Alexei Brusilov – the best Russian Field Commander of World War One

The Shock of Success – Brusilov’s Moment
A lesser known, but no less notable Russian sacrifice during the war that assisted the French cause immeasurably was the Brusilov Offensive which occurred in the middle of 1916. During the winter and spring of 1916, the French were stretched to the limit by the battle of Verdun. The army was literally hanging by a thread as it neared the limit of its manpower. The French high command, both political and military, literally begged their allies to engage Germany in battle so as lessen the pressure on the French forces holding on at Verdun. The British would not answer the call until they were completely prepared for what would become their disastrous campaign on the Somme in July. The Russians, despite their mass retreat in 1915, as well as the horrific debacle at Lake Naroch in March 1916, answered the French call for help. On June 4, 1916 a Russian Army on the southwestern portion of the Eastern Front began what would become one of the most shockingly successful campaigns of the entire war.

General Aleksei Brusilov, the ablest Russian field commander of the war, used innovative tactics to confound the Austro-Hungarian Army. Rather than carry out the usual, prolonged artillery barrage, followed by a massive human wave attack on a narrowly confined sector, Brusilov instead had his army attack all along the front after a short, precise artillery barrage. Since attacks were occurring in multiple areas it was very difficult for the Austro-Hungarians to know where to place their reserves to halt a breakthrough. Russian assault troops punched through, widened and exploited gaps that had been created in the enemy lines. Brusilov’s tactics turned out to be successful beyond even his wildest imagination. The Russians opened gaping holes and then quickly poured in reserves to further exploit them. Suddenly, their forces which had been stuck in a quagmire for months on end broke out into the open and were highly mobile. The Austro-Hungarians barely had time to react. Soon they were in a retreat, which was only exacerbated by panic. The result was that hundreds of thousands of Austro-Hungarian forces were captured as well as two entire armies rendered unfit for combat.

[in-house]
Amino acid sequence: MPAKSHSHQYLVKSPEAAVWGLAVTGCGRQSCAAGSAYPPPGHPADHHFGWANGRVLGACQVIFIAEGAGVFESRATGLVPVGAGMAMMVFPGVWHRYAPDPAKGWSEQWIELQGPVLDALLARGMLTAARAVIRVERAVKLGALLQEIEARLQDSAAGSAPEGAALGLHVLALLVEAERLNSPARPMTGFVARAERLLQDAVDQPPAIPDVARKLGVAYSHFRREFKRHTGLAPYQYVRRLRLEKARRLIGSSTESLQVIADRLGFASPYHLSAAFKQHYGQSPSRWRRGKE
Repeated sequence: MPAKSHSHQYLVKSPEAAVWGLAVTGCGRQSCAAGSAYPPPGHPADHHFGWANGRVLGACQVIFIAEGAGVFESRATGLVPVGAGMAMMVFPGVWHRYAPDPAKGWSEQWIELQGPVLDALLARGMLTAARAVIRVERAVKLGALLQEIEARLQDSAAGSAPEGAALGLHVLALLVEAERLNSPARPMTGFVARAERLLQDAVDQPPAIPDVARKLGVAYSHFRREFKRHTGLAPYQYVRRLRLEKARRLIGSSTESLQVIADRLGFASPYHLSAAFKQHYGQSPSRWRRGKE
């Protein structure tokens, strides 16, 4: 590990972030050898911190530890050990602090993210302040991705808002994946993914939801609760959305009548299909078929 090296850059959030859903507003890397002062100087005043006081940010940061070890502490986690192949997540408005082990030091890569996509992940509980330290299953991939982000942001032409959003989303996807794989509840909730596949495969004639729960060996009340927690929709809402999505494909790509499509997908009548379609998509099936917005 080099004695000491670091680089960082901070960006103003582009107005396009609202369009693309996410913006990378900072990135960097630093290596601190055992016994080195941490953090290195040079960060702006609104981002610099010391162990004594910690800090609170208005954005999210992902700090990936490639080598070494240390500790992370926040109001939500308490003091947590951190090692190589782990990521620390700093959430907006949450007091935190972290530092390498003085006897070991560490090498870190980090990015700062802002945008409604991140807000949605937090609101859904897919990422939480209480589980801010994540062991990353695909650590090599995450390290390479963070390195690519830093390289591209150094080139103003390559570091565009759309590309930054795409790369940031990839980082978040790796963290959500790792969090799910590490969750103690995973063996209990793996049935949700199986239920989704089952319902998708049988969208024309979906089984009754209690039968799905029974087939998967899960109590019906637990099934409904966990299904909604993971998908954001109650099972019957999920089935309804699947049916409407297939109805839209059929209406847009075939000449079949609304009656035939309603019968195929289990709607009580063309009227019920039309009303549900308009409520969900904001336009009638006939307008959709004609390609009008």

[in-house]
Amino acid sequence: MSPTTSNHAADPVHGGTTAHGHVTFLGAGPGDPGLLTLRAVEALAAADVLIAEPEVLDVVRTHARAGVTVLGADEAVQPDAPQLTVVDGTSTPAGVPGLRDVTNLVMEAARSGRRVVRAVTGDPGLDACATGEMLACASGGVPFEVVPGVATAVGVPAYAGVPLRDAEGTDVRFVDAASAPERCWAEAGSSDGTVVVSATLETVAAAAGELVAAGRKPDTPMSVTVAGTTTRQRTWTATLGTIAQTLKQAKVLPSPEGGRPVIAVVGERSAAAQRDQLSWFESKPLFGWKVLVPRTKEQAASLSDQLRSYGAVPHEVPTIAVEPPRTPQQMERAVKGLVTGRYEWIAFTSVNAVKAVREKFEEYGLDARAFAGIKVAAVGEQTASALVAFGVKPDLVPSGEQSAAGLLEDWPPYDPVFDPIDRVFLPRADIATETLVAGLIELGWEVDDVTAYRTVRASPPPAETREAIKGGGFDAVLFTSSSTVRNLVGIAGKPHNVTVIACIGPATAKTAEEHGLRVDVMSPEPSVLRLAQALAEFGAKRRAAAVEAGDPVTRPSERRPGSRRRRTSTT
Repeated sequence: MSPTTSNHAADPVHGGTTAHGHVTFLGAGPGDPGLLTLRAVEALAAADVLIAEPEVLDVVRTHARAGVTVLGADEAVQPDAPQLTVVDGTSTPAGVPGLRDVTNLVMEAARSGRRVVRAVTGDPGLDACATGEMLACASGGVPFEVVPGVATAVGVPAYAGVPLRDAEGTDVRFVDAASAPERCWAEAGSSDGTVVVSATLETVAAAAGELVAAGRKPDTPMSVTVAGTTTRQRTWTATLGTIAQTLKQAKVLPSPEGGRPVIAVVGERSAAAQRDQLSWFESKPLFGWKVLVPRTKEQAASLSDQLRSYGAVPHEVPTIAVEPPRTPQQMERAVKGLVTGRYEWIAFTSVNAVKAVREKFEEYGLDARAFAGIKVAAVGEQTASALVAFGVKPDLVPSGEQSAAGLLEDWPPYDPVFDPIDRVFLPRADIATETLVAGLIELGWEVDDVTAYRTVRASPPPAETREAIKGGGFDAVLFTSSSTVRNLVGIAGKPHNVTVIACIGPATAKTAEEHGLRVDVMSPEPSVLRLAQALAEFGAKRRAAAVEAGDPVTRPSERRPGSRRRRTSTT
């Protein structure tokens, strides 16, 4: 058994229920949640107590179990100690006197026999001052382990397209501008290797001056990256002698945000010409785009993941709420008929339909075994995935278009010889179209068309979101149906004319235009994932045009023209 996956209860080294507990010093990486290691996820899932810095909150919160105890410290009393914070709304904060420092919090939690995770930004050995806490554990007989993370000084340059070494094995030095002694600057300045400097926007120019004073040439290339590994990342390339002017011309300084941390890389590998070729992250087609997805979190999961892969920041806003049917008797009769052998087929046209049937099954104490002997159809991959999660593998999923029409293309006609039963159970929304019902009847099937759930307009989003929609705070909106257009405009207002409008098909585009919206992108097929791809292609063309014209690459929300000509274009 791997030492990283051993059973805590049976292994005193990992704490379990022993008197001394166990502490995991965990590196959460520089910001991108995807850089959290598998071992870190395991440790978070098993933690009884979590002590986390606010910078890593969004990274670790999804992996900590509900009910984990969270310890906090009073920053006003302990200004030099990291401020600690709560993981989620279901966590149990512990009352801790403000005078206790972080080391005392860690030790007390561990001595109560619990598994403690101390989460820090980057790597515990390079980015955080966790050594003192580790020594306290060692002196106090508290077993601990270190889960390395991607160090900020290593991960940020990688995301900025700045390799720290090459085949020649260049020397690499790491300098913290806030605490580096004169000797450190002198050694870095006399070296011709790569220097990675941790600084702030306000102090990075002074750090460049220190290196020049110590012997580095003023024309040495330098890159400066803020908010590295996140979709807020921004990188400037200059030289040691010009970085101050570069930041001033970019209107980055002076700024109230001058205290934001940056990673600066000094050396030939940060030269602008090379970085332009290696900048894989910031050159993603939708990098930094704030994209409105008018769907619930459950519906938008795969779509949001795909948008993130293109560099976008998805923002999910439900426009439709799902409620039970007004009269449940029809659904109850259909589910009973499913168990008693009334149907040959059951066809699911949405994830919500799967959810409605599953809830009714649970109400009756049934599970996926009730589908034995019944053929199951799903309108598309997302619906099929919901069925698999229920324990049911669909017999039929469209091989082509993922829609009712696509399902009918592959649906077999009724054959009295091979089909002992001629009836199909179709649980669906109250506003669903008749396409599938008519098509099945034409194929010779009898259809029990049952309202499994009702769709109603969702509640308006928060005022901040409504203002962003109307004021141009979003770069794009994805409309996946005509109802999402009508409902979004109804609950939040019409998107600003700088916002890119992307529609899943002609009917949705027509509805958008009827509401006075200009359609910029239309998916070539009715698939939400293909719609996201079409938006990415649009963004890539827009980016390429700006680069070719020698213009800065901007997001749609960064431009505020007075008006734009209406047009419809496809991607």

Graves at Verdun - tragic monuments to the war of attrition

Graves at Verdun – tragic monuments to the war of attrition

Saving the French – Losing the War
The German high command’s focus turned away from Verdun. They had little choice but to transfer divisions away from the western front to the east in order to save the Austro-Hungarians from complete collapse. German forces soon came to the rescue, but it was a close run operation. Unfortunately, for Brusilov his troop’s incredible success meant they also outran their supply lines. He then reverted back to the same old deadly tactics of endless artillery barrages followed by narrow, suicidal attacks. The Brusilov Offensive, the greatest Russian triumph of the war, was a pyrrhic victory. By the end of the offensive, the Russians had gained hundreds of square miles of territory, but in the process lost upwards of 1.4 million men. Success was almost indistinguishable from defeat.

The victory that the Russians had gained helped their French ally much more than it ever would themselves. For the rest of the war, the Austro-Hungarians were never capable of independently carrying out an attack on the Eastern Front. Yet this meant that now the Russians would face more of their formidable German foe. Meanwhile in the west, the French gained the most from Russian efforts. The Germans had to give up the fighting at Verdun. The plan had been to defeat the French through a colossal battle of attrition. If the Germans had just been fighting the French or only on the Western Front this might have worked. Fighting the Russians as well made the German Army’s task almost impossible. The Russians had hundreds of thousands of men to battle Germany and its allies. These men might as well have been fighting and dying for France. The greatest Russian success of the war in retrospect was saving the French.

The Triumph of Tragedy
As France prepares to commemorate the 100th anniversary of both its victorious and tragic effort during the Great War, it will certainly focus on the eventual triumph of its forces during that defining conflict. Meanwhile in Russia, if the war is remembered at all, it will commemorate the tragic waste of the common Russian soldier’s life. The Tsarist Empire they fought for was ultimately lost. The war then led to a revolution that brought even greater suffering. As for any success, it ended up benefiting an ally who would soon forget Russia’s sacrifice and suffering. In France today, few remember, let alone know of the critical role Russia played in helping save it during the war. That is truly tragic.